Israeli battery tech startup Addionics to build $400 mln U.S. plant

Israeli battery technology company Addionics plans to build a $400 million U.S. factory to make copper anodes for electric vehicle batteries starting in 2027 to eventually supply enough for about 1 million EVs a year, it said on Monday. The plant will be built in three phases. CEO Moshiel Biton told Reuters the company is undergoing due diligence for up $50 million in U.S. Inflation Reduction Act grants for the first phase, which will cost $120 million.

Designed to support U.S. EV production, the IRA provides both grants for manufacturing plants and subsidies for EV purchases, but only if the vehicle’s final assembly is in North America, where at least half of the value of the vehicle battery components must also be manufactured.

That has spurred a flurry of plant announcements. Biton said in an online interview the company will decide between two potential sites for its plant, which will rely entirely on recycled copper.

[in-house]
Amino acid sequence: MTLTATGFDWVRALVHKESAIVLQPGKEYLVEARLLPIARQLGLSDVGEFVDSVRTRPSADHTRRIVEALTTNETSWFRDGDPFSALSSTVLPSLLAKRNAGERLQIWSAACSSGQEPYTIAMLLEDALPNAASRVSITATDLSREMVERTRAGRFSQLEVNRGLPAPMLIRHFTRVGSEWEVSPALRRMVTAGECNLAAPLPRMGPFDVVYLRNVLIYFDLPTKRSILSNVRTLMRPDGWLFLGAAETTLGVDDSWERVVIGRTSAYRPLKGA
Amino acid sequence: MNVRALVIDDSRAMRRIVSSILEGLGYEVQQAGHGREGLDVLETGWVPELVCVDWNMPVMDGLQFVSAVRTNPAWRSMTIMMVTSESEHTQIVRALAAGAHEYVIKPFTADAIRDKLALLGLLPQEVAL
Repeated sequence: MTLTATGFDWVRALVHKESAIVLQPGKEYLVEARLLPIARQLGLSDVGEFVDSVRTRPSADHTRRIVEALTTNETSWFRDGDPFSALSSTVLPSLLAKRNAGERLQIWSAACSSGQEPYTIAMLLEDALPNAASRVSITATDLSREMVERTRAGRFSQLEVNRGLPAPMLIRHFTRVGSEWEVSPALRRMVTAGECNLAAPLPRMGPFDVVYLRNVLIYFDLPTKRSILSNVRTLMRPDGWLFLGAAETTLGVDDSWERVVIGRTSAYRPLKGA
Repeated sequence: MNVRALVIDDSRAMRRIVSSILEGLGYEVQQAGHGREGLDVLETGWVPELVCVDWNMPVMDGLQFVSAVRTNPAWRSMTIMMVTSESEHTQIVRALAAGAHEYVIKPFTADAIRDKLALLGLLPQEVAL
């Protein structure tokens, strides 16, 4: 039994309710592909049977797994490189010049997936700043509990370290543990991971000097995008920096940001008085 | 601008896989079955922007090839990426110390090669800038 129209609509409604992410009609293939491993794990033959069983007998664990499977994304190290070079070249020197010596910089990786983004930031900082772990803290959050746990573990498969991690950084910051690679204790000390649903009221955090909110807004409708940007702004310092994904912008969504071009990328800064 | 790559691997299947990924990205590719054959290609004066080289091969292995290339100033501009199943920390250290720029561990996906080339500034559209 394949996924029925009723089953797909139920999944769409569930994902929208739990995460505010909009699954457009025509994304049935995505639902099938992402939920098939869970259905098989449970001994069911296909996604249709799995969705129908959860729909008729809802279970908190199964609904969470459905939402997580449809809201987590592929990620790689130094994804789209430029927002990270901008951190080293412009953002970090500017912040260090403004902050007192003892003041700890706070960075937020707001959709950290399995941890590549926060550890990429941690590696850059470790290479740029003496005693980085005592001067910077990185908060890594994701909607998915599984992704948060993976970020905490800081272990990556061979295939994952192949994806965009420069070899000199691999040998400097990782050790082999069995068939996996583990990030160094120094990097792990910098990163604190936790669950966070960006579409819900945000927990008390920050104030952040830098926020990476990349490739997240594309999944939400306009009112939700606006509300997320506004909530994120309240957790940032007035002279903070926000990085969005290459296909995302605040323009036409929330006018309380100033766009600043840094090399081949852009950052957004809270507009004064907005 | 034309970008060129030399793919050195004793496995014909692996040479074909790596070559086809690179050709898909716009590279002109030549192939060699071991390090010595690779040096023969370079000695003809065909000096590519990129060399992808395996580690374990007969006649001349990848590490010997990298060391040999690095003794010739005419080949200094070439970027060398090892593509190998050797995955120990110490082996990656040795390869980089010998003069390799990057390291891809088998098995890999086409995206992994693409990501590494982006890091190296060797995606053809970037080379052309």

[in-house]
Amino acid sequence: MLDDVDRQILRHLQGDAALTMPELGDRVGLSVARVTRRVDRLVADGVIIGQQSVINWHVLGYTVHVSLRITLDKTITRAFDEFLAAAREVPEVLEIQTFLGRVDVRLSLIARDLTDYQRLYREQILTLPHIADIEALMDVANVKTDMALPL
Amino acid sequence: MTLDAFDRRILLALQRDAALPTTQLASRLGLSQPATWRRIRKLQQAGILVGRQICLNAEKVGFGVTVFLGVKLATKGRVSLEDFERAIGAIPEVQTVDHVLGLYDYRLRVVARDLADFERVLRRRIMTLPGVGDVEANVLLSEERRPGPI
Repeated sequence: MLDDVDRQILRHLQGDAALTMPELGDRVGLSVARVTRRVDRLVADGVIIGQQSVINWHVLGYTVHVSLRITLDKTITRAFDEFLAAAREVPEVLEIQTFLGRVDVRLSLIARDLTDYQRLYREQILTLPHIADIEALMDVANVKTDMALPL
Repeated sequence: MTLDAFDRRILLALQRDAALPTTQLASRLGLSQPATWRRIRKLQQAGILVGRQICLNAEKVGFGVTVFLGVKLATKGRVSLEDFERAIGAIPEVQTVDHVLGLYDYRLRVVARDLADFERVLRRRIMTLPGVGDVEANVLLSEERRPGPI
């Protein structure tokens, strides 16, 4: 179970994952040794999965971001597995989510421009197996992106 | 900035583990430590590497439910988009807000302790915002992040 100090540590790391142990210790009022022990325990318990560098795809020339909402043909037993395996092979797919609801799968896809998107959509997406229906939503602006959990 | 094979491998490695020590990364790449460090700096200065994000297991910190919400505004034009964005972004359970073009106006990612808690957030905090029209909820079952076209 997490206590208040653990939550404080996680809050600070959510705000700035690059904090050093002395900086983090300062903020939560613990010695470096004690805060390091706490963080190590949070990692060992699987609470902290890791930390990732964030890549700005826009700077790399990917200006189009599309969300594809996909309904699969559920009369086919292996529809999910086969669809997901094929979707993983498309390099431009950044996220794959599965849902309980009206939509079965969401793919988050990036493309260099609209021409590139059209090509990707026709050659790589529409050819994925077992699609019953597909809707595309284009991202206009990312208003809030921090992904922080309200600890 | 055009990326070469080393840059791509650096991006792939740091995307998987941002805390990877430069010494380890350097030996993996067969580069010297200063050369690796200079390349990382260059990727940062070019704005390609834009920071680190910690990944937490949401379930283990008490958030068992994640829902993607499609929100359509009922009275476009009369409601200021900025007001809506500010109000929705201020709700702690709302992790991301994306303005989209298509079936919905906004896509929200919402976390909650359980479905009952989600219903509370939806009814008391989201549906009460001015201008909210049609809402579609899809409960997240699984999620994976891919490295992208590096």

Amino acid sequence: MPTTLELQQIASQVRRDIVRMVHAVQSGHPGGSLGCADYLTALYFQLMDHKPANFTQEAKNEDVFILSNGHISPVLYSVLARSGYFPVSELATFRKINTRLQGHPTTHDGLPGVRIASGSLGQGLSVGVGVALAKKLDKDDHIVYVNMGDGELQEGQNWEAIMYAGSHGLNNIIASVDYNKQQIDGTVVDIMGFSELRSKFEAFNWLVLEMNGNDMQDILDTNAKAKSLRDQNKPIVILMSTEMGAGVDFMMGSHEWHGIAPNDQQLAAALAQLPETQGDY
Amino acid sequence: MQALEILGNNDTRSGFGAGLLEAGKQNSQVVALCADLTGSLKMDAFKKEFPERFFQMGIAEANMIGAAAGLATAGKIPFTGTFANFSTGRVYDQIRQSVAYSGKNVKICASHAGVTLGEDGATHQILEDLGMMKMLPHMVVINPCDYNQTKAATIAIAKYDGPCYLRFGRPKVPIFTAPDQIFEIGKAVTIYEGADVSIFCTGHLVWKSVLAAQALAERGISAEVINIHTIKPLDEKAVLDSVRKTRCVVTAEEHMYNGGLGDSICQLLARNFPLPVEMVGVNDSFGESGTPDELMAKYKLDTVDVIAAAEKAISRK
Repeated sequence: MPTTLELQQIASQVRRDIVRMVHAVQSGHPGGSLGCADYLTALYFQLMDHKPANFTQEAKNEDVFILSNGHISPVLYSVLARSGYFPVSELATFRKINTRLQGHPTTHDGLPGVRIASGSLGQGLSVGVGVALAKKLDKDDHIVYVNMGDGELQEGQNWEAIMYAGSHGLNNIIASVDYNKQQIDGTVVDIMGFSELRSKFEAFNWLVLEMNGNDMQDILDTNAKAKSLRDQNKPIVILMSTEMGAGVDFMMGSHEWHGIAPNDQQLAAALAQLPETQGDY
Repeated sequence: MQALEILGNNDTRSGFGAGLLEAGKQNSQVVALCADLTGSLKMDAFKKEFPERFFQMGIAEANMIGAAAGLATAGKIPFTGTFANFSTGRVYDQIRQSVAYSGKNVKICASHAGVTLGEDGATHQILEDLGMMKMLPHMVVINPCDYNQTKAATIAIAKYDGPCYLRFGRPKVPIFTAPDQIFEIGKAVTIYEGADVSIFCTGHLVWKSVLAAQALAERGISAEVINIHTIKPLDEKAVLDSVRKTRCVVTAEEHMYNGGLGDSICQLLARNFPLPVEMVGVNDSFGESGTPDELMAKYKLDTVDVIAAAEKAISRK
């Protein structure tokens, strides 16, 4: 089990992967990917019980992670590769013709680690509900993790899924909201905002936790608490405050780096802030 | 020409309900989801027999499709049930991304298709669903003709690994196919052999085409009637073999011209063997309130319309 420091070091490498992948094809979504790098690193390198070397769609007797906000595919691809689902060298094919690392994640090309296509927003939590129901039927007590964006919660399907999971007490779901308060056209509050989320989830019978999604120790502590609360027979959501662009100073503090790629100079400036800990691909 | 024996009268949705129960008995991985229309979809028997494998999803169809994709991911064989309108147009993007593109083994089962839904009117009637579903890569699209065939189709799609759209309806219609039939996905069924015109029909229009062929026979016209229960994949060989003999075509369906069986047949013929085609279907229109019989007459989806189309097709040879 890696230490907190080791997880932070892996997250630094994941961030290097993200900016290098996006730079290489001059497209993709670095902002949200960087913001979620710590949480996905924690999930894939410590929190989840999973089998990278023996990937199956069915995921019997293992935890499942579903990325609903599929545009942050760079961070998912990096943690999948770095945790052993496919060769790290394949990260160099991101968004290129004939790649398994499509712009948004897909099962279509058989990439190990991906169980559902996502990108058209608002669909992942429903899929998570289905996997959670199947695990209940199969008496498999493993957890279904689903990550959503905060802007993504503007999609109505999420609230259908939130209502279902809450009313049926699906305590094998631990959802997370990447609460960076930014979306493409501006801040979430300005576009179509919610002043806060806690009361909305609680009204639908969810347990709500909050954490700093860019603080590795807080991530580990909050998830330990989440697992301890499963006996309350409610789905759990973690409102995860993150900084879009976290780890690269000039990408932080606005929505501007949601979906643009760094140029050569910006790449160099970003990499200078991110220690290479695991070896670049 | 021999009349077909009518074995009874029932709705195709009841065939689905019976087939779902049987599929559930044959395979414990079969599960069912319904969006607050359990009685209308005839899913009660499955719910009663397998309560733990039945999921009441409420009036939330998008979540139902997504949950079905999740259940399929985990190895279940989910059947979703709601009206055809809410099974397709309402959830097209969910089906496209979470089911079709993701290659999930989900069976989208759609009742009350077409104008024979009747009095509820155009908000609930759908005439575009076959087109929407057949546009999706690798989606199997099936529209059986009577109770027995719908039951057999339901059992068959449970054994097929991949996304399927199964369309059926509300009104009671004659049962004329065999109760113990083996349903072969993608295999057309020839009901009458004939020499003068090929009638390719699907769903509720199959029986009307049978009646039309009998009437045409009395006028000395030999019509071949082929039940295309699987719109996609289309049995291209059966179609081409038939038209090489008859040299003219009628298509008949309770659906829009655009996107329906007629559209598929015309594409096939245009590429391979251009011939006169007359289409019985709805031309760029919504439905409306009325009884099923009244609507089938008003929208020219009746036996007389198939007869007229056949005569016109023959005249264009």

The company has letters of intent from a number of automakers with U.S. assembly plants, Biton said, but declined to provide names. Addionics has developed porous, three-dimensional copper and aluminium electrode battery materials that look like sheer silk scarves when held up to the light and use far less material – including 60% less copper.
The company says the electrodes provide faster charging and boost EV range by 30% and forecasts savings for automakers up to $7.50 per kilowatt hour.

“There’s a strong need for our product in the U.S. market where there is limited production today,” Biton said.